In fact, no Colombian meal is complete without finishing with at least one of these tasty treats. All you have to do is choose…
The Colombian meringue is what Colombians call an “addiction”, because once you try it, you’ll eat it again and again. Colombia is a fruit-growing country and there are just so many ways to dress up your meringue. The most traditional is to fill it with whipped cream then top it with guanabana fruit, although strawberries, peaches and Colombian blackberries (mora) also make for an excellent merengón.
Photo: Ciro Durán (Cirófono) – Flickr
Obleas are probably the world’s greatest sweet street snack, available from street stalls and carts across the country, and they’re versatile too. This dessert basically consists of sandwiching large wafers and filling them with whatever you like. Popular choices include arequipe, cheese, raspberry sauce and coconut.
Photo: Ratha Grimes (Flickr)
Brevas con Arequipe (Figs with Arequipe)
Arequipe is a thick and gorgeous confection, made with sweetened milk, that is so popular it’s found its way into almost every Colombian dessert. But Colombians are also fond of their figs (brevas) which is why this combination is so favored. Figs are often paired with Colombia’s white farmer’s cheese too.
Torta de Tres Leches (Triple Milk Cake)
Colombia’s triple milk cake is a deliciously soft sponge cake soaked in three kinds of milk (condensed, evaporated and cream) Although the traditional tres leches is much-loved, inventive dessert chefs have begun to make it with different flavors. It’s definitely worth trying the chocolate, coconut, coffee and fruit versions of this favorite.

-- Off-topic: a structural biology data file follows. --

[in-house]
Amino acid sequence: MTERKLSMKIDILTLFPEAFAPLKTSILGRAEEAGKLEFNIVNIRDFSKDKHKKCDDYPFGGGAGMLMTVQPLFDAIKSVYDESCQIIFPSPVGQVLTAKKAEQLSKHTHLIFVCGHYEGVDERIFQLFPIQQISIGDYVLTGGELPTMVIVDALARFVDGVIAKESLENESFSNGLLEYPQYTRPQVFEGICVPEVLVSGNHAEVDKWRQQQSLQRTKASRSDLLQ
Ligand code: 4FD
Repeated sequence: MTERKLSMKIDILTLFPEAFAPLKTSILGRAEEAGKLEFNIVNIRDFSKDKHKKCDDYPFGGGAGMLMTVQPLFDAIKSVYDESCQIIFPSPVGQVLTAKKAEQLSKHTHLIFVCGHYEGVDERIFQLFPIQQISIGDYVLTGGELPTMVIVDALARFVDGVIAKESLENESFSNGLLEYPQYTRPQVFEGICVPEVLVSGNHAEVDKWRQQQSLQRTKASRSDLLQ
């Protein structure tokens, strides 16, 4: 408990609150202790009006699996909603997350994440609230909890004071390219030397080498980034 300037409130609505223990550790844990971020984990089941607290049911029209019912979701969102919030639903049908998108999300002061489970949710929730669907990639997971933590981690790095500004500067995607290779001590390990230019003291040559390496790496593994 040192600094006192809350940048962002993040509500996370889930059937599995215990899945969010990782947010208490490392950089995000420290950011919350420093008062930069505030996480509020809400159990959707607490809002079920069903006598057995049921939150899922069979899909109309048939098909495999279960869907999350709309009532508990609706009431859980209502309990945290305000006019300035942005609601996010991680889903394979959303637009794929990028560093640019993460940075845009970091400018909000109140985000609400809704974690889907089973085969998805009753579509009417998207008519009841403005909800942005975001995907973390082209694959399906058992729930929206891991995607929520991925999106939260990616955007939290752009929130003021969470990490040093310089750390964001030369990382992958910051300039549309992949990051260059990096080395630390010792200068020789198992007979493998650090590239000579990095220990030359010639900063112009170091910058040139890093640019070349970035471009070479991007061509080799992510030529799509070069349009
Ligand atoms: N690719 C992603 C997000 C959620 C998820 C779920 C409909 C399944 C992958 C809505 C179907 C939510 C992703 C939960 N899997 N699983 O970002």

Roscón is the ringed cake you will see in every Colombian bakery, often decorated with ground nuts, sugar and colorful sweets. These cakes are actually made from sweet bread, which is then filled with guava paste or, sometimes, with cream.
Photo: Alex Torrenegra (Flickr)
Postre de Natas (Milk Pudding)
Colombia’s milk pudding is one of the country’s most popular desserts, thought to have originated in the Andean region. It’s made by boiling milk to form cream (nata) and mixing it with syrup, milk and eggs before throwing in some rum and raisins for extra flavor. Postre de Natas is normally served in a small glass.
Craving a spoonful of some of the world’s most delicious desserts? Taste Colombian #sabrosura.